This medal is intended to recognize and promote the creativity of scientists working in Canada in the area of industrial and applied physics, and to particularly recognize the successful application of physical principles to the creation of practical innovations, as demonstrated (for example) by novel/commercializable products or processes, and/or patents.
The award is open to all scientists and engineers, whether in industry, research institutes, universities, government, or elsewhere. It is not intended to discourage the nomination of applied scientists for the other CAP Medals.
Formerly the Prize for Innovative Applied Physics of the Division of Industrial and Applied Physics (DIAP), the CAP Medal for Outstanding Achievement in Industrial and Applied Physics was awarded for the first time at the 1991 CAP Congress. It is awarded bi-annually by the CAP, on recommendation of the DIAP.
Simon Fafard, Université de Sherbrooke,
for his new developments covering 20 years of research in applied solid state Physics, coupled with his strong efforts in commercializing these through patents and the establishment of his own companies.
Xiaoyi Bao, University of Ottawa,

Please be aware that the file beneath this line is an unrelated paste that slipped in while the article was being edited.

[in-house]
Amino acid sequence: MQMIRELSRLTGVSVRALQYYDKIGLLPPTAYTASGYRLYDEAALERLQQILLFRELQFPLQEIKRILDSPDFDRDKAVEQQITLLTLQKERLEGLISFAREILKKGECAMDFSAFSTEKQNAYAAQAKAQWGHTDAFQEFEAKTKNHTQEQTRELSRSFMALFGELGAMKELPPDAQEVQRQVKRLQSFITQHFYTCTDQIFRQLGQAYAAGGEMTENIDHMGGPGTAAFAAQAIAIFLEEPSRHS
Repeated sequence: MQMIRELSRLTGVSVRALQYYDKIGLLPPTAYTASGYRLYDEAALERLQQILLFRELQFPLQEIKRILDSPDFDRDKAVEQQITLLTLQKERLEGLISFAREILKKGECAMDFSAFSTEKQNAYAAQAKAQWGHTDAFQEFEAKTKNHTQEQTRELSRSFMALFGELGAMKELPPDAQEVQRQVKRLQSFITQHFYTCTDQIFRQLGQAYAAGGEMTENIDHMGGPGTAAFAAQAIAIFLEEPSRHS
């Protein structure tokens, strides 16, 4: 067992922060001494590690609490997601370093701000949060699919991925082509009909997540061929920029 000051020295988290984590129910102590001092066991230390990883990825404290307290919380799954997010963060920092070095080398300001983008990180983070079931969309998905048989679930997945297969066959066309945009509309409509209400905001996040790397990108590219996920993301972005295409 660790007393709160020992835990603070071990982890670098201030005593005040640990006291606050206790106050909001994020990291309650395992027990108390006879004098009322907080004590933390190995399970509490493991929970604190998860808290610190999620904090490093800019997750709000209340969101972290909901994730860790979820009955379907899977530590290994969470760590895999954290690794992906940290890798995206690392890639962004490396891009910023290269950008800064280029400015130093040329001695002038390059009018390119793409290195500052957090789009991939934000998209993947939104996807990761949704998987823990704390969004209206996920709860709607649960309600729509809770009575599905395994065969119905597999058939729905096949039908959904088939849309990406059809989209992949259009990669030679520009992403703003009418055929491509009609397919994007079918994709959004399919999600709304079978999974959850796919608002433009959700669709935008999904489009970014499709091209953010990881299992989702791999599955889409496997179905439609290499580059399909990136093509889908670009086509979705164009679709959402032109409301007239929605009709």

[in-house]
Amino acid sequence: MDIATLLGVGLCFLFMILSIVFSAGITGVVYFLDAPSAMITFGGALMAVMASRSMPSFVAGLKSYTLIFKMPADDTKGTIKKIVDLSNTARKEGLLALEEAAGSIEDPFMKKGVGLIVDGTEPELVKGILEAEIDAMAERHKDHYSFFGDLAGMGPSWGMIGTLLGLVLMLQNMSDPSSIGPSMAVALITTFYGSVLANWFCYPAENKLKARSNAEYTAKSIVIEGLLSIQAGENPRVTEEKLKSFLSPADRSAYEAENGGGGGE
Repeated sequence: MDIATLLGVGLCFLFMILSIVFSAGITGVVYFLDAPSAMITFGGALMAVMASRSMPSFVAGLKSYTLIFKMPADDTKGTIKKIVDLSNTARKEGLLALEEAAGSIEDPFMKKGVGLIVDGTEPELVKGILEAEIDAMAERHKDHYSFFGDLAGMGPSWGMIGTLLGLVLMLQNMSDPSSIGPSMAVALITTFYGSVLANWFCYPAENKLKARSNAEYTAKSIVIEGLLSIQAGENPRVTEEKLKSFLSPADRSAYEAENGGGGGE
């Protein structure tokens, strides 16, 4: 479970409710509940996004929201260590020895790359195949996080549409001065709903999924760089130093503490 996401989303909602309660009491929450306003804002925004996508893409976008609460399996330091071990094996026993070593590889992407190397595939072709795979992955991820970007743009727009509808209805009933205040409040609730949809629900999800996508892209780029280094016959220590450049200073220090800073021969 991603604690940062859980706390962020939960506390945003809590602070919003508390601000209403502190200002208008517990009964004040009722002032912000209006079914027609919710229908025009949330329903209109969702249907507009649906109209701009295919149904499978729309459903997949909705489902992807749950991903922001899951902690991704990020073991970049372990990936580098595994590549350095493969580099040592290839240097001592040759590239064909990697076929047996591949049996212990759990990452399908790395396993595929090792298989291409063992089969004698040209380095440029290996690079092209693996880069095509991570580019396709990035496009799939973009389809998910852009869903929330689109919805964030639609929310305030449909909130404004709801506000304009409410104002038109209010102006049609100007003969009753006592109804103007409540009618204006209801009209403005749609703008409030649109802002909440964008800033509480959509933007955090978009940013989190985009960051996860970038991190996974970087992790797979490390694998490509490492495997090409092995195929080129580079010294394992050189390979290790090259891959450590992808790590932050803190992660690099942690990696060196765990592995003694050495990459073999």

for her remarkable technological advances in a number of areas; notably in the monitoring of polarization mode dispersion (PMD) of field fibers and their impact on high speed communication networks. In addition she has led in the development of distributed sensors to monitor the health of civil infrastructures, technological advances that have been embraced by industry and led to new products.
Wayne Hocking, University of Western Ontario,
for his outstanding achievements. Not only has he made significant advances in the science of radar studies of the atmosphere but he has also transformed these into commercial products that have won wide international acceptance.
Andreas Mandelis, University of Toronto,
for his prolific work and seminal impact on the science and engineering of diffusion waves. He has pioneered the use of photoacoustic and photothermal techniques in thermal-diffusivity depth profilometry and cross-sectional slice tomography for sub-surface defect imaging in optically opaque materials. He has made outstanding contributions to both applied and industrial physics through continuous transfer/commercialization of the products of his fundamental and applied research to the industrial and health sectors.